Nintendo has also added a new type of enemy to Super Mario Advance. The new enemy is essentially a huge version of “Sniffit”. When you pick up this enemy, you’ll notice that it may take a little longer than usual. These large enemies are useful for two reasons; firstly, if you throw them, they will spit out an extra heart and secondly, they can be used to hit multiple enemies at one time. In addition to this new enemy, Nintendo has also added extra large versions of the various vegetables that can be plucked from the ground. These large vegetables don’t serve any groundbreaking purpose, although, like the large sniffits, they can be used to hit multiple enemies in a single shot.

The general gameplay additions to Super Mario Advance are relatively thin and are probably best considered a novelty. However, Nintendo has gone one step further by including the original Super Mario Bros. in the same cartridge. Super Mario Bros. adds quite a lot of replay value to Super Mario Advance, and proves itself to be a highly welcome addition to the overall package.

One of the best features of Super Mario Advance is the multiplayer mode. Essentially, you and three friends can battle it out in the original Super Mario Bros. game using a GBA link cable. The beauty of this mode is that you will only need a single cartridge - that’s right, Super Mario Advance takes advantage of the much-touted “download link play” whereby the game is downloaded temporarily into other player’s machines. The only real downside to this is that the game has some minimal loading times, but considering the value of this mode (as well as the sheer fun factor), the loading times are only a very small complaint.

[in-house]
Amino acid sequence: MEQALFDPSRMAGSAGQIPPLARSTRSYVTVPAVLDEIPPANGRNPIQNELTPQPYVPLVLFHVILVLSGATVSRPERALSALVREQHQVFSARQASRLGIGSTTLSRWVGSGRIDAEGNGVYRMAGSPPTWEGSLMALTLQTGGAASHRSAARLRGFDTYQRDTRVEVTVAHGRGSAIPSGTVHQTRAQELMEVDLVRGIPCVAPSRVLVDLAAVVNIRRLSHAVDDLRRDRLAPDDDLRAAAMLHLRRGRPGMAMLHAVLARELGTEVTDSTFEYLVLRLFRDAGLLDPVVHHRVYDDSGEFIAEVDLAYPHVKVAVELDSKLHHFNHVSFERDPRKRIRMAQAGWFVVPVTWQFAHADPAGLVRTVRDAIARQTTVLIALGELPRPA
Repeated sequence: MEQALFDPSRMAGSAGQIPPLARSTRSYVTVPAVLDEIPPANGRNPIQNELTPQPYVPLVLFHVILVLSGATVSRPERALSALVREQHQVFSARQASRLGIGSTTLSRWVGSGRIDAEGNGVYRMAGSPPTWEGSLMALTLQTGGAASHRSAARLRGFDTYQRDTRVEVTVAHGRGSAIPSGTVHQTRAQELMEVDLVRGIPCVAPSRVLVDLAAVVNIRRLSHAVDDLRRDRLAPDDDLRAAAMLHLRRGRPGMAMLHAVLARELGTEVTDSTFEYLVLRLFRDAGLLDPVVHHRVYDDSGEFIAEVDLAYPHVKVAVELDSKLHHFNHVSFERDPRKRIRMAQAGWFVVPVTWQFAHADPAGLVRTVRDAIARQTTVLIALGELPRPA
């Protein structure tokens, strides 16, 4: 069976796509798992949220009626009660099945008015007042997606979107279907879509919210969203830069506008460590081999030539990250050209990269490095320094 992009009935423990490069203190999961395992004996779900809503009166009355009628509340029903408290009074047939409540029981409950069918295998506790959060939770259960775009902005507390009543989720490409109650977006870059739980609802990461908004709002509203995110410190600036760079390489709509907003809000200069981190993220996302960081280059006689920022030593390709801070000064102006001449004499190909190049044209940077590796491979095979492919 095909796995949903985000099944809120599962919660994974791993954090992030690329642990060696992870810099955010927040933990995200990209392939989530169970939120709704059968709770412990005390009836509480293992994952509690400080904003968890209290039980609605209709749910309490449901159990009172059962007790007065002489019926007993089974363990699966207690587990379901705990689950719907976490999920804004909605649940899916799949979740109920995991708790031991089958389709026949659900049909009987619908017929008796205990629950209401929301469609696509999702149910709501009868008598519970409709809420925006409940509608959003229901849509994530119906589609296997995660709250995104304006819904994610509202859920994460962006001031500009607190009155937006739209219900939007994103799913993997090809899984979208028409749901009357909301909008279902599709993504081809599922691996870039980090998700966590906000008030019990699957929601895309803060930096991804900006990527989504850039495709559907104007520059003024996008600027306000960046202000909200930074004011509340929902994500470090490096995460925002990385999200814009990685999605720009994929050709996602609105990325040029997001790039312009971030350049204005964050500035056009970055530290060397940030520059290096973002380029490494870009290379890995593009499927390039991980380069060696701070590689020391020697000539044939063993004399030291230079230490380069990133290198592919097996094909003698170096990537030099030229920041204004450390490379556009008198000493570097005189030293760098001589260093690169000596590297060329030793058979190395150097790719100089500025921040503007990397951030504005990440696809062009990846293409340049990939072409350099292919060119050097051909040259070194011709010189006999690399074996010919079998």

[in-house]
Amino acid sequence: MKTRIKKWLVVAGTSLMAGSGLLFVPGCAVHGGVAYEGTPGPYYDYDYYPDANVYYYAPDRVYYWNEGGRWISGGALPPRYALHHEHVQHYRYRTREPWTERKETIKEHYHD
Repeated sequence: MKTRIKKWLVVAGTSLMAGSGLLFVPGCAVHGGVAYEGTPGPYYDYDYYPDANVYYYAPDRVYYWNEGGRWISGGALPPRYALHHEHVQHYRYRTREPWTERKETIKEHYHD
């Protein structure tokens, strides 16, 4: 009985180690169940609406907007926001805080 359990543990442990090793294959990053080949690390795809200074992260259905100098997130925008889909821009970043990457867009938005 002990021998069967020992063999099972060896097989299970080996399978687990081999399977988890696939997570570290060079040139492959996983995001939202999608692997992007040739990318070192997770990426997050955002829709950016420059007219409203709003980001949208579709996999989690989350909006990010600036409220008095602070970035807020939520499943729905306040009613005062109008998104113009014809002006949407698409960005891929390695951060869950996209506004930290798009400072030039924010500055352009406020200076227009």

Cosmetically, Nintendo has given the original Super Mario Bros. 2 a slight facelift. As mentioned earlier, Super Mario Advance is essentially a port of the SNES Super Mario All-Stars version. However, Nintendo has added several visual effects to the game, such as scaling and rotating objects. When you enter a vase in the game, you’ll notice a rotating cog in the background. The effect is very cool and ads some visual flair to the game. Overall, Super Mario Advance is a good demonstration of the GBA’s graphics capabilities. The colors are vibrant, the backgrounds are rich with detail and the animation is superb.

In addition to visual improvements, Nintendo have added some aural changes in order to reflect the enhanced sound capabilities of the Gameboy Advance. For example, each character now speaks as you play. Infact, characters speak very frequently. You’ll hear Mario saying “lucky!” or “I’m moving now!” every ten seconds or so. Some may find this extremely annoying, but I felt that it added some personality to the game. All the original tunes are in place and the voice samples sound incredibly crisp and clear. The sound effects are also very sharp and accurate, but headphones are really a must if you want to fully enjoy the game.

Overall, if you’re a Mario fan, a fan of platformers, or have never played Super Mario Bros. 2, then you should definitely pick up this title. Super Mario Advance might be nothing more than a beefed-up port of an old game, but hell, it’s a Nintendo classic. Even if you have played Super Mario Bros. 2 before, there might just be enough new features in Super Mario Advance to warrant a purchase.

Game Title Rating
I wouldn’t call porting a game an original concept, but Super Mario Advance on its own is still a very unique experience.

Excellent control scheme, smoothe movement and plenty of extras to keep you interested.

A great demonstration of what your GBA is capable of. Perfectly ported from SNES with some added effects to boot.

Excellent sound quality with digitized voices to add some extra flair. Shame about the GBA speaker, though.
It’s a SNES game in your pocket, what more can be said.
A perfect port of the original Super Mario Bros. 2, but with the added Mario Bros. game, you’ll be enjoying this title for quite some time.